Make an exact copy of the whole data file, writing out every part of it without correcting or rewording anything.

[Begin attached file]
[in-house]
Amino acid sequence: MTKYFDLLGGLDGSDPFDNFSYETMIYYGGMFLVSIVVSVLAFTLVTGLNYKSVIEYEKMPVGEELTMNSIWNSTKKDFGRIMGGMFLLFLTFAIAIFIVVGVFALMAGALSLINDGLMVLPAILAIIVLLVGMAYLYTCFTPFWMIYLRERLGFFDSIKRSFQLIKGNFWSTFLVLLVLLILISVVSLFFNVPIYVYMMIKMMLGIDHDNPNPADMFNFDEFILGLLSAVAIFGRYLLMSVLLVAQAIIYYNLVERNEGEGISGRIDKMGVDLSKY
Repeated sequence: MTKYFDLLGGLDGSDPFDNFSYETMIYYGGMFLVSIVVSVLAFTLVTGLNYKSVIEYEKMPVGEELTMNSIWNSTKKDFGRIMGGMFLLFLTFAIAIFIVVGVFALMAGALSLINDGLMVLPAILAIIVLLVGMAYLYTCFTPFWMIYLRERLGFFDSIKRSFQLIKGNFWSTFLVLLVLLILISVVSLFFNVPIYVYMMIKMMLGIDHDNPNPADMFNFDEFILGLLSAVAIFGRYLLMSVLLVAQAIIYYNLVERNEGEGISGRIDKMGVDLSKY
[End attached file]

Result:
[in-house]
Amino acid sequence: MTKYFDLLGGLDGSDPFDNFSYETMIYYGGMFLVSIVVSVLAFTLVTGLNYKSVIEYEKMPVGEELTMNSIWNSTKKDFGRIMGGMFLLFLTFAIAIFIVVGVFALMAGALSLINDGLMVLPAILAIIVLLVGMAYLYTCFTPFWMIYLRERLGFFDSIKRSFQLIKGNFWSTFLVLLVLLILISVVSLFFNVPIYVYMMIKMMLGIDHDNPNPADMFNFDEFILGLLSAVAIFGRYLLMSVLLVAQAIIYYNLVERNEGEGISGRIDKMGVDLSKY
Repeated sequence: MTKYFDLLGGLDGSDPFDNFSYETMIYYGGMFLVSIVVSVLAFTLVTGLNYKSVIEYEKMPVGEELTMNSIWNSTKKDFGRIMGGMFLLFLTFAIAIFIVVGVFALMAGALSLINDGLMVLPAILAIIVLLVGMAYLYTCFTPFWMIYLRERLGFFDSIKRSFQLIKGNFWSTFLVLLVLLILISVVSLFFNVPIYVYMMIKMMLGIDHDNPNPADMFNFDEFILGLLSAVAIFGRYLLMSVLLVAQAIIYYNLVERNEGEGISGRIDKMGVDLSKY